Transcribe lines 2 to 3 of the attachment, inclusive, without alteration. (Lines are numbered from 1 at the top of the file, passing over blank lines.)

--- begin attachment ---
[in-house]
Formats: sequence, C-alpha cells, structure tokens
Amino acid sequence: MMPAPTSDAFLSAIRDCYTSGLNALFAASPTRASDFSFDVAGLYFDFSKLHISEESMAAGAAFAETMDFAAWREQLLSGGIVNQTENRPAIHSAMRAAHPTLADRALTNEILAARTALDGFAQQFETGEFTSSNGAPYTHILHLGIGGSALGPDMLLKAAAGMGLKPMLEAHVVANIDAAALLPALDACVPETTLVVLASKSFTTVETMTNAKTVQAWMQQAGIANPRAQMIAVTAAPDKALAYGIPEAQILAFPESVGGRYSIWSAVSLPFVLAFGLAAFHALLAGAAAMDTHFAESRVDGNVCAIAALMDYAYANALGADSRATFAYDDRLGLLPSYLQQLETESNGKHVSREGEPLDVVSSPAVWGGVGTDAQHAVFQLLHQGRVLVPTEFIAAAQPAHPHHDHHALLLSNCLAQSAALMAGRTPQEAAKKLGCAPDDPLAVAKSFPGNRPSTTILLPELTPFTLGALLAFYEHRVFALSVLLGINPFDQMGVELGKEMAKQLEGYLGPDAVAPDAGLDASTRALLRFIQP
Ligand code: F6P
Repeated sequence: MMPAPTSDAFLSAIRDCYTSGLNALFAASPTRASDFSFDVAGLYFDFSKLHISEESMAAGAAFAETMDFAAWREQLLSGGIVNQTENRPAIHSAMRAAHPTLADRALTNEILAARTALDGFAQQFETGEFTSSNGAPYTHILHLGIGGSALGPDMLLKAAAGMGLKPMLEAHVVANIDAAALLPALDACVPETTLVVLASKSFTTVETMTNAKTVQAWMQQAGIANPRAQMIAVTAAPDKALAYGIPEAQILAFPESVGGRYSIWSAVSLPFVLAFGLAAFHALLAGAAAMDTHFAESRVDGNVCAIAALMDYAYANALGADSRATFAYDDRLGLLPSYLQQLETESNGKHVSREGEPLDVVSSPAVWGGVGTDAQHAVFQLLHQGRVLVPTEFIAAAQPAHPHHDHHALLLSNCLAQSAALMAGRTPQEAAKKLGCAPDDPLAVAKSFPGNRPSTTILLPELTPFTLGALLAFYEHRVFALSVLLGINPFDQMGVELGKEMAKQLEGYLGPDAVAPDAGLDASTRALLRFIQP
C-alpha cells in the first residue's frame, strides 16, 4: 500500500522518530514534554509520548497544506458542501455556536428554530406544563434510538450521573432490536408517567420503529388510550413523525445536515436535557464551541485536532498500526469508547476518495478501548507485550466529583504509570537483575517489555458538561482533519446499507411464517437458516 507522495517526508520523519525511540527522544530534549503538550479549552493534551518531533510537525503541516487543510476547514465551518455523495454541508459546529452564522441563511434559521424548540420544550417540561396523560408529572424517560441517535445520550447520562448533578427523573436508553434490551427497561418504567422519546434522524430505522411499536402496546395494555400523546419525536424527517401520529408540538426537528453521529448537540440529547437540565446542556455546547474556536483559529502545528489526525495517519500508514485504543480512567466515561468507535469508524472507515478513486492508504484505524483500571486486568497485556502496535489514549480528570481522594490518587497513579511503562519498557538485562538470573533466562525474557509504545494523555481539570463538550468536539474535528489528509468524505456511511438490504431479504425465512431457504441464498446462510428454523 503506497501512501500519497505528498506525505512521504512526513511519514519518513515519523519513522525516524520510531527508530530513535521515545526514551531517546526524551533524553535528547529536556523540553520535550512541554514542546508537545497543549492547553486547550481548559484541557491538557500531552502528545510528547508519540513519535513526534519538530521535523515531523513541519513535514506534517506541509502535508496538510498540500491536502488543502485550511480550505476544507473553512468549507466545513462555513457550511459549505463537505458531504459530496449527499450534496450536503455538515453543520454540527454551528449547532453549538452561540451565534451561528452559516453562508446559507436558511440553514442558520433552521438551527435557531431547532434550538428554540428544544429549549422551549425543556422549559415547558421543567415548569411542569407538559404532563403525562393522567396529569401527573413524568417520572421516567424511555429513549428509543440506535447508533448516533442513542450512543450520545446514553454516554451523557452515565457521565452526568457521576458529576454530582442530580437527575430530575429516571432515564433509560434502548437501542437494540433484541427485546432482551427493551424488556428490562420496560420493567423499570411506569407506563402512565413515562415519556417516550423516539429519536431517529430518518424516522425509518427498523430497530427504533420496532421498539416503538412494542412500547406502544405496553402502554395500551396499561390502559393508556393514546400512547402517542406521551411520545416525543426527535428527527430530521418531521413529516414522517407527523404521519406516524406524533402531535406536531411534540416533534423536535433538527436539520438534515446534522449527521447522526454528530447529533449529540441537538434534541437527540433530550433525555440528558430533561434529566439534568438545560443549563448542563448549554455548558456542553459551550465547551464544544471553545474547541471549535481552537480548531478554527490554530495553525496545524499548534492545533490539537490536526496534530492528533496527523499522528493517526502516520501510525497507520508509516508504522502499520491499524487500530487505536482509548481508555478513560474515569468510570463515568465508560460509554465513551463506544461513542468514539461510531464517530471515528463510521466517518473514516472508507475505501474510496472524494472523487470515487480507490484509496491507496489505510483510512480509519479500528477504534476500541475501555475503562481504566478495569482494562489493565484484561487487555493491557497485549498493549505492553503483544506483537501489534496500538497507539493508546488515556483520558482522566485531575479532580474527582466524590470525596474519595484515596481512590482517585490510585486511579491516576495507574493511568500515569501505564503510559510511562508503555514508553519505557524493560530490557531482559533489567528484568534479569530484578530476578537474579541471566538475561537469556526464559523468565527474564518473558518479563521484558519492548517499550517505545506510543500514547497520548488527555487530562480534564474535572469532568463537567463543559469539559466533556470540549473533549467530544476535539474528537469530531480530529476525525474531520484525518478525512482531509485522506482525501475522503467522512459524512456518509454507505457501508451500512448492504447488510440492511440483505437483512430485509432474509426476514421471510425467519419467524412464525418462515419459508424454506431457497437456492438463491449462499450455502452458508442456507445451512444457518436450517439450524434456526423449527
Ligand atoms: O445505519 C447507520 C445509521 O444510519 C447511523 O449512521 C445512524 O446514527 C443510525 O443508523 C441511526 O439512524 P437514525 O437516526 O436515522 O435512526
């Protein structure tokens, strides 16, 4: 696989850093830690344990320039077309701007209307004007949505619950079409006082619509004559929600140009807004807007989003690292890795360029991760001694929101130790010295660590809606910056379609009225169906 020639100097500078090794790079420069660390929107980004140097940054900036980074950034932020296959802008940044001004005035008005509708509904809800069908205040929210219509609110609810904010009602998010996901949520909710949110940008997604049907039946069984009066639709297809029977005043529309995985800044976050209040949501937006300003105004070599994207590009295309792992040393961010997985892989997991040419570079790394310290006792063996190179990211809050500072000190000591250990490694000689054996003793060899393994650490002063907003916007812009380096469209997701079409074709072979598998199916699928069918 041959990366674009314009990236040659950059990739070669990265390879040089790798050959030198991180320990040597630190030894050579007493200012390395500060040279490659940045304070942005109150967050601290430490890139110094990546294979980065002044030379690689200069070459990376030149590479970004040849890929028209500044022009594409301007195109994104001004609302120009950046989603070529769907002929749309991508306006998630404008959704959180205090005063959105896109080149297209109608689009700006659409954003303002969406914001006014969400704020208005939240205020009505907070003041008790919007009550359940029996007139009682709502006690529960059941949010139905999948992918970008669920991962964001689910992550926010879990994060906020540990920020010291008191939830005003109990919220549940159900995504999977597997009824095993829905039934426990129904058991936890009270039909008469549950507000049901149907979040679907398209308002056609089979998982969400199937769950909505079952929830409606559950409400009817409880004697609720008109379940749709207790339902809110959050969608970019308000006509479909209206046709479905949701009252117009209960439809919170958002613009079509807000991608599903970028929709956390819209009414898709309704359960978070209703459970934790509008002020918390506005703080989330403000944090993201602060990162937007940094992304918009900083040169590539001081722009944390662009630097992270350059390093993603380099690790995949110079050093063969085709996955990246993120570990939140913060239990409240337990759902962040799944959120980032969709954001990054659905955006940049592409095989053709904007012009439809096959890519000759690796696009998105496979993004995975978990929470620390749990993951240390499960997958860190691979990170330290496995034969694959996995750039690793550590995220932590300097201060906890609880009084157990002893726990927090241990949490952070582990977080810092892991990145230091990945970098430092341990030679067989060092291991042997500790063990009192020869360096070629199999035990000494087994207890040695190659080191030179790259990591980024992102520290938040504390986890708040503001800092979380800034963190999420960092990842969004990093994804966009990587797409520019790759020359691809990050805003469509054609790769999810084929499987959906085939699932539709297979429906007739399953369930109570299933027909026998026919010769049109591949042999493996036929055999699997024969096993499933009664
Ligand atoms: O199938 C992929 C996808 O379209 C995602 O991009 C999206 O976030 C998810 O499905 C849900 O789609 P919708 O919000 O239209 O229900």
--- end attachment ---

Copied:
Formats: sequence, C-alpha cells, structure tokens
Amino acid sequence: MMPAPTSDAFLSAIRDCYTSGLNALFAASPTRASDFSFDVAGLYFDFSKLHISEESMAAGAAFAETMDFAAWREQLLSGGIVNQTENRPAIHSAMRAAHPTLADRALTNEILAARTALDGFAQQFETGEFTSSNGAPYTHILHLGIGGSALGPDMLLKAAAGMGLKPMLEAHVVANIDAAALLPALDACVPETTLVVLASKSFTTVETMTNAKTVQAWMQQAGIANPRAQMIAVTAAPDKALAYGIPEAQILAFPESVGGRYSIWSAVSLPFVLAFGLAAFHALLAGAAAMDTHFAESRVDGNVCAIAALMDYAYANALGADSRATFAYDDRLGLLPSYLQQLETESNGKHVSREGEPLDVVSSPAVWGGVGTDAQHAVFQLLHQGRVLVPTEFIAAAQPAHPHHDHHALLLSNCLAQSAALMAGRTPQEAAKKLGCAPDDPLAVAKSFPGNRPSTTILLPELTPFTLGALLAFYEHRVFALSVLLGINPFDQMGVELGKEMAKQLEGYLGPDAVAPDAGLDASTRALLRFIQP